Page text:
Japan postpones next-gen rocket launch over weather
Japan's space agency on Tuesday postponed the launch of its next-generation rocket planned for this week due to expected bad weather, after two previous attempts ended in failure.
The H3 rocket had been scheduled to lift off on Thursday from the southern island of Tanegashima.
Billed as a flexible and cost-effective new flagship, it was to carry two small satellites during the mission, intended to prove it can get into orbit.
"As the weather that day is expected to worsen, we decided to postpone the launch," the Japan Aerospace Exploration Agency (JAXA) said, adding that a new date would be announced "once a decision is made".
Japan succeeded in landing its SLIM spacecraft nicknamed the "Moon Sniper" on the lunar surface last month, although the craft's solar panels were facing the wrong way.
Before that, the country suffered a series of space failures.
They included the first H3 launch attempt in February last year -- already delayed by several years -- which was abandoned when the solid rocket boosters did not ignite.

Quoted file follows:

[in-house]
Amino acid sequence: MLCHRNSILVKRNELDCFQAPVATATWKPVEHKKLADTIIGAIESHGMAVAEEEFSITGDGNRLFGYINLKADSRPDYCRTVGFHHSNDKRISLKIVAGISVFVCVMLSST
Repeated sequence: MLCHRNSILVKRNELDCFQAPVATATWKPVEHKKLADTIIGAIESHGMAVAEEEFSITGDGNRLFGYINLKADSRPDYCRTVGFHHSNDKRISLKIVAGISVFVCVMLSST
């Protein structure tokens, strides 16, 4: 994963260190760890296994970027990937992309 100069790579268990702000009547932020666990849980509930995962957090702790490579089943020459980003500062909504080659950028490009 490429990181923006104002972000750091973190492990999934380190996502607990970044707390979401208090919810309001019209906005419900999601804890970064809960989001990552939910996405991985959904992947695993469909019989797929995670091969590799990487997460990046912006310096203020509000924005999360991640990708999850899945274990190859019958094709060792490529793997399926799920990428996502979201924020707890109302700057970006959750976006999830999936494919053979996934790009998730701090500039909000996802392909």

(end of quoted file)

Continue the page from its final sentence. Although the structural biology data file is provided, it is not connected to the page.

Then, at the second attempt in March, the spacecraft was ordered to self-destruct when the command centre concluded its mission could not succeed.
Developed by Mitsubishi Heavy Industries, the H3 is the successor to Japan's H-IIA launch system, which debuted in 2001.
All rights reserved. Copyright Agence France-Presse. Sections of the information displayed on this page (dispatches, photographs, logos) are protected by intellectual property rights owned by Agence France-Presse. As a consequence, you may not copy, reproduce, modify, transmit, publish, display or in any way commercially exploit any of the content of this section without the prior written consent of Agence France-Presse.